Faith-based Travel Options: Ethiopia

Want to know more about faith-based travel to Ethiopia. 

Check out this brief interview with Viva Ethiopia Tour.....a ground and incoming operator specializing in trips throughout Ethiopia.

View article here: http://onlinedigitalpublishing.com/publication/?i=164460&p=14

Friday, June 21, 2013

China Travel Market Webinar (June 26)

On June 26, NTA will be hosting a webinar on "China Travel Market Insights." 

Participants will get key strategies for expanding into this market, which leads the world in travel spending. Scott Johnson of Travel Markets Insights will highlight 2012 data and discuss the forecast for inbound-U.S. travel. He'll also share key results from his latest China Travel Trade Barometer. NTA's Haybina Hao will show you how to work the market and how, as an NTA member, you can utilize her services to reach this growing market. 

For more details or to register for a webinar, follow this link. Or you can drop NTA HQ an email to get access information for next Wednesday's webinar.

Thursday, June 20, 2013

Tour Ops See Rising Demand for Exotic Destinations (by Robin Amster with Travel Market Report)

Author: Robin Amster
Published by: Travel Market Report
Tour Ops See Rising Demand for Exotic DestinationsThis is Part One of a series on exotic travel by Travel Market Report.

For tour operators large and small, demand for exotic destinations is on the upswing, fueled by growing client sophistication and vastly improved air accessibility and tourism infrastructure.

The Internet is also playing a part. Many consumers are tapping the vast amount of online information on unfamiliar and remote destinations – and then turning to tour operator programs and travel agents.

Both specialty firms and larger tour companies report rising demand.

“Exotic travel is one of our fastest-growing business lines,” said Jeremy Palmer, vice president/general manager, land division and new ventures, for Tauck Tours. “If you’ve done North America and Europe, it’s the natural next step.

“Americans are getting more comfortable going [to these destinations],” Palmer said. "Airfares and capacity are plentiful and the destinations are bucket list items.”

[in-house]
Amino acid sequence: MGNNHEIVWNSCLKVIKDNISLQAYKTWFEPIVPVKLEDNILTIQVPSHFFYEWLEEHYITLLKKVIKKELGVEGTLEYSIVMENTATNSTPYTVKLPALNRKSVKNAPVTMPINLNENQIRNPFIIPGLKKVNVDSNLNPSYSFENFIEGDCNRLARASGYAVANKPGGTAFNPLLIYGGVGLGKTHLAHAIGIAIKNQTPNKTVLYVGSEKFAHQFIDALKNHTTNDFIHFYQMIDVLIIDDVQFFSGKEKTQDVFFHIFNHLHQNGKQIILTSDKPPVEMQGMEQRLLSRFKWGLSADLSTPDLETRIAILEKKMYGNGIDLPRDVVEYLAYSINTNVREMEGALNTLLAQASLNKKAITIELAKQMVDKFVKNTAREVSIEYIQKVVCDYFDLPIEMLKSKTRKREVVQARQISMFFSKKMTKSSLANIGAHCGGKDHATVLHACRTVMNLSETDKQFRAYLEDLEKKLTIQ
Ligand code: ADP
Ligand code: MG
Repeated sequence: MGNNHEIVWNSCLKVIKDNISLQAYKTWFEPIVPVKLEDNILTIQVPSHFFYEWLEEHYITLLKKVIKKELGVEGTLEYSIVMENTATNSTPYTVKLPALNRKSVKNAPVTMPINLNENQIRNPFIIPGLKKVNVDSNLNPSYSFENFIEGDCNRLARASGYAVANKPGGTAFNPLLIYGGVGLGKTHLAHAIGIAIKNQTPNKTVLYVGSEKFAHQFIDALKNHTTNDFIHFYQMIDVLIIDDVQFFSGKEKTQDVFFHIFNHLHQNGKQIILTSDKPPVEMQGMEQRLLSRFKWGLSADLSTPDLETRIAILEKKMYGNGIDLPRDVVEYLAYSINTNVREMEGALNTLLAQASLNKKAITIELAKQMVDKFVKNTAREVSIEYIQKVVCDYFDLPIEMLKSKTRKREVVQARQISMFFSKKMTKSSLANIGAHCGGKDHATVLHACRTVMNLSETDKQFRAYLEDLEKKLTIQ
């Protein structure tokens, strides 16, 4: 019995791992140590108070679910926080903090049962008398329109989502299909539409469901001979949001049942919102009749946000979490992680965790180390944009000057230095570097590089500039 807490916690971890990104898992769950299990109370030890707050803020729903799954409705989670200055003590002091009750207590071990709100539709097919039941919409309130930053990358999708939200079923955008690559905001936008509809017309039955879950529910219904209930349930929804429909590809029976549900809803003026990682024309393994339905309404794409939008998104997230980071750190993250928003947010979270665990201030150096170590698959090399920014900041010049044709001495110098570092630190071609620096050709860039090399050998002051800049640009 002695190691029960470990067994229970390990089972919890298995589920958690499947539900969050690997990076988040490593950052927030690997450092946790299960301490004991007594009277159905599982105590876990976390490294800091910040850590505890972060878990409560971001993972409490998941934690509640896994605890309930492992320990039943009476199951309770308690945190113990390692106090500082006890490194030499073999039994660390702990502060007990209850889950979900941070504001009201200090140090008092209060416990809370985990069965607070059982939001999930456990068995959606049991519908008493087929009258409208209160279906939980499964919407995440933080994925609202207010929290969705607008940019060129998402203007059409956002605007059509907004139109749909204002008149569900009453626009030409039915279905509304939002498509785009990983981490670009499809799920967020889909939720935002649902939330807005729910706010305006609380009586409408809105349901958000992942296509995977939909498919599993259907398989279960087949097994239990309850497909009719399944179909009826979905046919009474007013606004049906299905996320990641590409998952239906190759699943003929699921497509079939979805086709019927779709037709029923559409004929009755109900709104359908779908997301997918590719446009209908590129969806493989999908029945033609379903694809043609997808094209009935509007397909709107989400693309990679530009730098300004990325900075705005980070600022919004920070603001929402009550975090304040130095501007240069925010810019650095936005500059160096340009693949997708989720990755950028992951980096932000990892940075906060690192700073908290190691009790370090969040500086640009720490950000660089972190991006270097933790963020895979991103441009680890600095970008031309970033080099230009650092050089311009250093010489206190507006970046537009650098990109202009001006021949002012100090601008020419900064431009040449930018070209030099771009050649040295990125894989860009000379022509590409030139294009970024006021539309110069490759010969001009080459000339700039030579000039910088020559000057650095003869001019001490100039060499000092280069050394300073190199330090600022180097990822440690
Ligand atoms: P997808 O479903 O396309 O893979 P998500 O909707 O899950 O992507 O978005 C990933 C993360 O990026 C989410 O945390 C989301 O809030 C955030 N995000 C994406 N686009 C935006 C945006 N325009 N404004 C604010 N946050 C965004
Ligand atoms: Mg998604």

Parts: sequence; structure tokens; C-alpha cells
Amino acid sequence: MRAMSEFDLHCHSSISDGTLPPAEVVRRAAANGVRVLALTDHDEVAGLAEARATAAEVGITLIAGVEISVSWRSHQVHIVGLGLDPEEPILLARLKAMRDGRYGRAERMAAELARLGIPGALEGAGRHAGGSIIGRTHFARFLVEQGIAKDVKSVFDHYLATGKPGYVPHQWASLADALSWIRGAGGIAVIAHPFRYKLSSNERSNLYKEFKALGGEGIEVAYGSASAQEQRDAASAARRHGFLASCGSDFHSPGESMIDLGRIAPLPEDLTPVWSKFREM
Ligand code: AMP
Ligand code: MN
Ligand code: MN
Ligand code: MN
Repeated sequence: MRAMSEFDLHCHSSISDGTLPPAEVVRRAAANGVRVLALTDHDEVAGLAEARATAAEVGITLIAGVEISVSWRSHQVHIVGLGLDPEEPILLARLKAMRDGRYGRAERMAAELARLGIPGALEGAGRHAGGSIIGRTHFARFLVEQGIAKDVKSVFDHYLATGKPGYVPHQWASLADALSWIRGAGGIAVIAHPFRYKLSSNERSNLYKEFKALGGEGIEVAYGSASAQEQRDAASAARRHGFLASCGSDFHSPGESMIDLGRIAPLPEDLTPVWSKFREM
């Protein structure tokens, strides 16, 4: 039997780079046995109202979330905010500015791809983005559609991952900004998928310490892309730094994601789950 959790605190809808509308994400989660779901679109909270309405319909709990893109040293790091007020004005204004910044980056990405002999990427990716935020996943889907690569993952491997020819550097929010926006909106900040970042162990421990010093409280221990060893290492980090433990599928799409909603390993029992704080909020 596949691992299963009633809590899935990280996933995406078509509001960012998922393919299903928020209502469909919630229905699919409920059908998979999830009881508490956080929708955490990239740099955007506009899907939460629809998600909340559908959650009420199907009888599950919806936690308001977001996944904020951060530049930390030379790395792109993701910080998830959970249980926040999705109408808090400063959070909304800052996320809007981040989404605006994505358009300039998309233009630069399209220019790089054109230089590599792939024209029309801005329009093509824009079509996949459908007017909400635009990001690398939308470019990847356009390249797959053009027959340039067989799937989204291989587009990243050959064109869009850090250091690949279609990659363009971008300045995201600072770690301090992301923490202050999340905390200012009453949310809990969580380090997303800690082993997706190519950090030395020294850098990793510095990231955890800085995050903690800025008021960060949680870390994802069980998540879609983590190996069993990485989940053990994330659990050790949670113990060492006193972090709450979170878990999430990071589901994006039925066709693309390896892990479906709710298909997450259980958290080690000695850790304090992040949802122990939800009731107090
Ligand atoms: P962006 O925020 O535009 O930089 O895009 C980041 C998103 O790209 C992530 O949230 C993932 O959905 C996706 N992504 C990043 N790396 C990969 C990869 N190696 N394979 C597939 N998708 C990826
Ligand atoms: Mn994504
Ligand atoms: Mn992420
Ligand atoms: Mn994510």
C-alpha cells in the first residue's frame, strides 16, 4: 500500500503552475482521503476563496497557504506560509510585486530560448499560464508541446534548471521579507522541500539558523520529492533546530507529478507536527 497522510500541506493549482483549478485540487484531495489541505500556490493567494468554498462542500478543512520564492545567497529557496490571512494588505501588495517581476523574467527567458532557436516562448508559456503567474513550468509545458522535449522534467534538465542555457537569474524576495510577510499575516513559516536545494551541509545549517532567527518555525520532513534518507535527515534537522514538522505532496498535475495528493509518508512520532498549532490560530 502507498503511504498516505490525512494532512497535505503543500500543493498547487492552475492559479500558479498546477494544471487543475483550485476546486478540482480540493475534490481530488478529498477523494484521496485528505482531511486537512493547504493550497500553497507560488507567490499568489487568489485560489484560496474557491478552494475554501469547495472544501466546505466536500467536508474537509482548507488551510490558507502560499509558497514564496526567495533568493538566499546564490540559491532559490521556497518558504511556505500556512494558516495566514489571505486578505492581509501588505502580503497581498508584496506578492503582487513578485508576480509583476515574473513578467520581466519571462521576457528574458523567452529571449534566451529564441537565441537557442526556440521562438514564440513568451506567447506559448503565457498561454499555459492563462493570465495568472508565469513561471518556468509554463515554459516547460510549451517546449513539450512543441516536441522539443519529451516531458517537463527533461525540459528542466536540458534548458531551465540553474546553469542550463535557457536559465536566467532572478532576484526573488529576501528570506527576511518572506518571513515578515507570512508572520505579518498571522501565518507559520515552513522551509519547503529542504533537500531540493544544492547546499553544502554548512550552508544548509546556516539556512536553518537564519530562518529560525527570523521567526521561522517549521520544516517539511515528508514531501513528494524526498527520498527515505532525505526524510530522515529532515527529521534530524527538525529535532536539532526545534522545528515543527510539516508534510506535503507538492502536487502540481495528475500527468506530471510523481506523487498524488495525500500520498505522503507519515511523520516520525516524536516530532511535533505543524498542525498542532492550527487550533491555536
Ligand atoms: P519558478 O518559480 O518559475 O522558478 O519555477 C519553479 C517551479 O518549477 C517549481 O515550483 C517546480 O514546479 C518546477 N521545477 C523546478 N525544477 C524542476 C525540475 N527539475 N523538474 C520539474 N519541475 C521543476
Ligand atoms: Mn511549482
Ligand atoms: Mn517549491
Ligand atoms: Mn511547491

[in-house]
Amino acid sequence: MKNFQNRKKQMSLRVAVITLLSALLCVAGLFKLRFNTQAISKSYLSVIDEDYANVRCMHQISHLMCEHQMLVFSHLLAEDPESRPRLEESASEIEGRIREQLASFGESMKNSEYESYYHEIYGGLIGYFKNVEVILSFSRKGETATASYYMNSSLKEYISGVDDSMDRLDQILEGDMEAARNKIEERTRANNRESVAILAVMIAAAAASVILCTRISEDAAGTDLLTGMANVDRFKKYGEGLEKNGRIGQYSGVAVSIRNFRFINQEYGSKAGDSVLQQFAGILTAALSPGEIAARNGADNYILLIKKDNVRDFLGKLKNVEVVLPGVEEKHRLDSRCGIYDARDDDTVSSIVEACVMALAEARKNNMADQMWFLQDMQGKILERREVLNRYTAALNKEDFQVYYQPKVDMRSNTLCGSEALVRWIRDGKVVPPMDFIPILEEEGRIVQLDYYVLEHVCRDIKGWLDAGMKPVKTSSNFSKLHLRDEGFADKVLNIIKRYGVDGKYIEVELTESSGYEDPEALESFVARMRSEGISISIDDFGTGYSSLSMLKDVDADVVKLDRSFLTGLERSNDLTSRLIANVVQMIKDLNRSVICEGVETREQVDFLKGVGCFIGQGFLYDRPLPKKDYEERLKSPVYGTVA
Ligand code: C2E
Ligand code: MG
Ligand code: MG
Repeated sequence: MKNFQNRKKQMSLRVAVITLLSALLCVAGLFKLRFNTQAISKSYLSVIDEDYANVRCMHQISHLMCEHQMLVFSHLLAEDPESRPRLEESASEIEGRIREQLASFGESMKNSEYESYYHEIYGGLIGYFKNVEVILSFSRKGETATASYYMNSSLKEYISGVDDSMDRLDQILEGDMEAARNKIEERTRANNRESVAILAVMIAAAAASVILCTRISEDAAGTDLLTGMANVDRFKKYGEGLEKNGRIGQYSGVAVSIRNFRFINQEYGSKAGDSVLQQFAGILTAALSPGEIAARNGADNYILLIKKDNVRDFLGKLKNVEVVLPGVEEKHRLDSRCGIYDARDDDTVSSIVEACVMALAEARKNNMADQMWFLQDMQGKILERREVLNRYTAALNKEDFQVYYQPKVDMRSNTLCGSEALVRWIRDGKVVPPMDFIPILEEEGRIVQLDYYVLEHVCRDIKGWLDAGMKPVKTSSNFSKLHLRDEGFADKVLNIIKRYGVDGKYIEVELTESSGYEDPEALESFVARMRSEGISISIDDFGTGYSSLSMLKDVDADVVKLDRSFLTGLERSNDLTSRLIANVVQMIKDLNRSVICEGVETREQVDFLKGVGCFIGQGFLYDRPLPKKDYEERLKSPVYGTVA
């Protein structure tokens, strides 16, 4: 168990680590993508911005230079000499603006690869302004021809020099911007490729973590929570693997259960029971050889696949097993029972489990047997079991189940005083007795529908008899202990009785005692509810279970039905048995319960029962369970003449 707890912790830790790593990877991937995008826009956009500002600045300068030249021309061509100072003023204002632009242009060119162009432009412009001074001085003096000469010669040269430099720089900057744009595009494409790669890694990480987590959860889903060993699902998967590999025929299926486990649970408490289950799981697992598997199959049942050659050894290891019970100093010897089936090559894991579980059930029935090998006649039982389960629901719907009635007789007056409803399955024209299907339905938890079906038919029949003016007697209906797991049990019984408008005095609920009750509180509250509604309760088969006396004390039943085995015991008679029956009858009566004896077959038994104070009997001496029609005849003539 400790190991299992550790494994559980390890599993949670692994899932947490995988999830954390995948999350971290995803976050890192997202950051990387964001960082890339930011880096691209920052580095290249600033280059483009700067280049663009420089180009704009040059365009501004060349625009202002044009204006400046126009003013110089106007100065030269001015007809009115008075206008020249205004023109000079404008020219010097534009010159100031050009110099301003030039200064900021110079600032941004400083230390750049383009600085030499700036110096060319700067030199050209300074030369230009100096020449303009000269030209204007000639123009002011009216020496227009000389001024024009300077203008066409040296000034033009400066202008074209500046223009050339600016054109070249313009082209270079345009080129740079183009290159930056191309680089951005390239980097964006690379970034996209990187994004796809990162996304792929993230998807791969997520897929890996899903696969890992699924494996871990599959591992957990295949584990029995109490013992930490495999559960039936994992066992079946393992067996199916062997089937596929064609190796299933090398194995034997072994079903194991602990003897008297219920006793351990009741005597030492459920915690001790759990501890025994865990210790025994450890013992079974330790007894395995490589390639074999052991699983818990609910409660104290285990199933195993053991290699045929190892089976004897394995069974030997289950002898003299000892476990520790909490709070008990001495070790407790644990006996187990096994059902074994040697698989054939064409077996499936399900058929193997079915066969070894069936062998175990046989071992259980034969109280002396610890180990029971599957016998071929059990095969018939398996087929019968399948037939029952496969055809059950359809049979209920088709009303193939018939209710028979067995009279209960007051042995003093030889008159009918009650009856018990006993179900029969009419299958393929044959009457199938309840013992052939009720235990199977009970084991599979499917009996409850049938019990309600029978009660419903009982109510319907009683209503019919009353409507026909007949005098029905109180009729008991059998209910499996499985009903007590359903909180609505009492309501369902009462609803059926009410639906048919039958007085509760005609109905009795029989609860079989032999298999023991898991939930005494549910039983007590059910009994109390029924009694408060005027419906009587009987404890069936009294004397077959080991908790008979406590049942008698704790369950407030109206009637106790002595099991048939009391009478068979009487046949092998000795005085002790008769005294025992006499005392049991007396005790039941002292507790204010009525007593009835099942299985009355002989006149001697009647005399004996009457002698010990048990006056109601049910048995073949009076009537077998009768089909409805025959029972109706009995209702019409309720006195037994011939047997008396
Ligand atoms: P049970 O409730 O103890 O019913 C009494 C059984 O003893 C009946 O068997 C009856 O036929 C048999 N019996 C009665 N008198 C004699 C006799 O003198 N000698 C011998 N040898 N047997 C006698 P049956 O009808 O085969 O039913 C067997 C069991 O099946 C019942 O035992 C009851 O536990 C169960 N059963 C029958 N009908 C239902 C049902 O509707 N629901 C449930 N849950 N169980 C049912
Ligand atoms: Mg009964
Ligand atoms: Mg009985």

Drive for authenticity
Another factor: consumer hunger for genuine experiences.

“There’s a lot of drive for authenticity,” said General Tours World Traveler president Bob Drumm, who reported an increase in demand for exotic destinations.

Business is also up at Journeys International, a specialist in small group adventure travel and ecotourism, according to senior director and co-founder Will Weber.

Weber said the exotic travel trend has firmly taken hold because, “people are living longer, are healthier and are taking better care of themselves. We have clients who are long retired and travel is a logical thing for them. They’ve been to so many places they now want something different.”

Air accessibility, hotel quality and price are also less of an issue today, according to Weber.

“[The cost of] getting there hasn’t gone up so much relative to the cost of living, so it’s not as intimidating now as it was 10 or 15 years ago,” he said.

Seizing the opportunity
One larger tour firm that is jumping on the interest in travel to exotic destinations is Globus. The company views the trend as an opportunity to expand, according to Steve Born, vice president of marketing for the Globus Family of Brands, made up of Globus, Monograms, Cosmos and Avalon Waterways.

While the company’s clients, many of them baby boomers, may not take a tour to destinations in North America or Europe, they are seeking tours for less familiar destinations such as South America, Born said.

“There’s a hesitation that they may not quite get all they can on their own,” he said. “That opens up a whole new opportunity for a company like us. As these destinations continue to grow in popularity, a bigger portion of travel there will be by tour operators instead of FITs.”

Showing expertise
The growth of interest in travel to remote destinations is a welcome trend for tour operators and travel agents alike — providing both with a wider market and more options to sell.

It also gives travel companies a compelling opportunity to demonstrate their expertise in the face of online booking.